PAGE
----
UW-Madison trombone professor Mark Hetzler describes himself as a “bit of a geek,” which may help to explain he’s more often now found onstage with laptops, guitar pedals, a mixing board and surround sound instead of a symphony orchestra.
He’s done that, too, of course, having served for a time as the principal trombonist of the Hartford Symphony Orchestra as well as playing with other orchestras around the country. He was a fellow at the New World Symphony and Tanglewood and for 14 years was one-fifth of the internationally-known Empire Brass Quintet. He still is the trombonist in the Wisconsin Brass Quintet, which just celebrated its 40th year (and, while not quite ready to bring laptops on stage, still plays some pretty cool new music).
But somehow he got from there to here, where “here” is “Sinister Resonance,” an experimental ensemble offering an amalgam of musical genres mixed with electronics. Sinister Resonance performed in St. Paul and Madison clubs last month and will finish out the semester with a few pieces at the upcoming “SoundWaves” presentation on May 10, at the Wisconsin Institutes for Discovery. (See previous blog post for info on SoundWaves.) Mark will also speak for ten minutes on “The Electric Aesthetic,” about how he incorporates electronic technology into his music.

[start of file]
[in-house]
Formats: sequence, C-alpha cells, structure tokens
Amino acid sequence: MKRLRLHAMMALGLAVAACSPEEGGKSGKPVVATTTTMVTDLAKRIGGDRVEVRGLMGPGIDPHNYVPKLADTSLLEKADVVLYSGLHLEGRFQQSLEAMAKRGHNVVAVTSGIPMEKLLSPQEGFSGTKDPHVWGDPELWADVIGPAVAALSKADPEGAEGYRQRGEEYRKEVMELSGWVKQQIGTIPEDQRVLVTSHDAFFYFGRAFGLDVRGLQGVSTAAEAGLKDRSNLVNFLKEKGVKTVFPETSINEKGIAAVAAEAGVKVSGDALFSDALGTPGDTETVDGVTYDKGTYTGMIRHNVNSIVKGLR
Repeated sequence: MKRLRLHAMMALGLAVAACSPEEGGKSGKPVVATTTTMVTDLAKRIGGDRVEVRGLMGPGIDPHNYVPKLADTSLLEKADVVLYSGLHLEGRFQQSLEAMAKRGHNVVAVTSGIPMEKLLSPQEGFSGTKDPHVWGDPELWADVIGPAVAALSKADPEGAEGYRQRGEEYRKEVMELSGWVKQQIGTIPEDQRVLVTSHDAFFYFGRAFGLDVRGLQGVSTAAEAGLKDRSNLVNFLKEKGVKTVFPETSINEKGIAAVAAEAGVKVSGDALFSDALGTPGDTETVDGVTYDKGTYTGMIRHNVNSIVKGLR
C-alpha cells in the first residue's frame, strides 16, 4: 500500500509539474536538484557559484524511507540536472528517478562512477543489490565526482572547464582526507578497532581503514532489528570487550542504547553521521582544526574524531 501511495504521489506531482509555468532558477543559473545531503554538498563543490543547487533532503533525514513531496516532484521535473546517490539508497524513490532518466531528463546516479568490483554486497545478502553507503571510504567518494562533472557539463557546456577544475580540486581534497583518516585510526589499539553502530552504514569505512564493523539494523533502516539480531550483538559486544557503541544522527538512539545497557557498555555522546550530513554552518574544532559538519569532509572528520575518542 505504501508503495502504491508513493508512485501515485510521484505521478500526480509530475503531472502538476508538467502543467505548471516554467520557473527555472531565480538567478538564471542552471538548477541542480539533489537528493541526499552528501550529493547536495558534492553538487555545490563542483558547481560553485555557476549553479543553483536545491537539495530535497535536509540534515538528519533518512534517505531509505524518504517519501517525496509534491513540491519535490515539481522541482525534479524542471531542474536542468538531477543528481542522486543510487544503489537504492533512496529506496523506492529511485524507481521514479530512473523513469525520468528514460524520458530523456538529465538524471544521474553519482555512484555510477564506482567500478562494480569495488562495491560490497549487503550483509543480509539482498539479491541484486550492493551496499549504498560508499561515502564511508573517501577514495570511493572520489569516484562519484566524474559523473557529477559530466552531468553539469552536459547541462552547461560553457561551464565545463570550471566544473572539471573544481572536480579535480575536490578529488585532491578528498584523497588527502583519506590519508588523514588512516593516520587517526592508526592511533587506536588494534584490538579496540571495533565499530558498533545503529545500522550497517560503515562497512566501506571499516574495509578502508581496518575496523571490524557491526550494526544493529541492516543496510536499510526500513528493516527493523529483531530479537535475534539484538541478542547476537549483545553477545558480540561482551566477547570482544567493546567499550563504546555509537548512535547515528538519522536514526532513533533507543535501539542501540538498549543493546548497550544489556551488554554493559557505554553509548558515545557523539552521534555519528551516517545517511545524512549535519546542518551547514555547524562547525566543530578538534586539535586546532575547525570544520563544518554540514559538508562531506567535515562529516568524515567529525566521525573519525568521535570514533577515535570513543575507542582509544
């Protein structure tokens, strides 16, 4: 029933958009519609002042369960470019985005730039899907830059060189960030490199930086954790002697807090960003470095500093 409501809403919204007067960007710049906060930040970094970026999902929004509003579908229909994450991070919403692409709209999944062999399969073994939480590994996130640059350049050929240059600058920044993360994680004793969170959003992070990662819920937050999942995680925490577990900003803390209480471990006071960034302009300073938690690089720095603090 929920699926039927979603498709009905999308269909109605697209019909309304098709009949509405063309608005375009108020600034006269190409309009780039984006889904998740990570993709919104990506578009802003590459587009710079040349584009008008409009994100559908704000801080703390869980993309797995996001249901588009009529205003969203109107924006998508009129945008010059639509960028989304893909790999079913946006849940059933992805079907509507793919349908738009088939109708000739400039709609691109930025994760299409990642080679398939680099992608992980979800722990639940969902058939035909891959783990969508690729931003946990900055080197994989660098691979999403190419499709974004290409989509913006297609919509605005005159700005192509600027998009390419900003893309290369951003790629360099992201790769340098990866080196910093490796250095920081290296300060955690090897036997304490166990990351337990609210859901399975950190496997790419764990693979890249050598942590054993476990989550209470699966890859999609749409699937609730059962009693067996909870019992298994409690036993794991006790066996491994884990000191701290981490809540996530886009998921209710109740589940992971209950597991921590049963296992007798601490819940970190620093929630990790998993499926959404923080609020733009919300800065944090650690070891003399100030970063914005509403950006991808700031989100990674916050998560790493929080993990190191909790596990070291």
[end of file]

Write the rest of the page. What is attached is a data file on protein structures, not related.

Last year, Mark received an H. I. Romnes Faculty Fellowship from the Wisconsin Alumni Research Foundation, an unrestricted grant awarded to newly tenured faculty members who show “exceptional promise.” The grant has allowed him to expand his experimental efforts exponentially: to commission composers, buy sophisticated technology, record and perform all over the country, and compose new pieces himself. Mark recently answered a few questions about this style of music and why it appeals to him.
When did you first become interested in electro-acoustic music?
I became interested in this music when I was a sophomore in college- I was exploring in the library and discovered recordings of computer music from the 1950’s and 60’s. At that time I didn’t have a computer, there was no internet and the means of making “electronic” music for me was simply playing along with a tape (a reel to reel tape back then- today we use sound files in a variety of digital formats).
One of the first electronic pieces I discovered was “Deserts,” by Edgar Varese. I was making my way through Varese’s music and was floored by Deserts. I was struck by the concept of pre-recorded sounds being inserted into the sonic fabric of live players- this music really opened my ears up. I then came across a composition by Roger Reynolds titled “From Behind the Unreasoning Mask.” This piece was for 4-channel tape (surround sound), trombone and two percussionists. When I purchased the score, the publisher sent me a 4-channel reel to reel tape. I had no machine on which to play it and had to take it to a studio in Boston (where I was going to school at the time) and have an engineer convert it into another format. It’s kind of hilarious in a way, because when I left that studio, my new tape was now playable on a machine that would be obsolete within 2-3 years.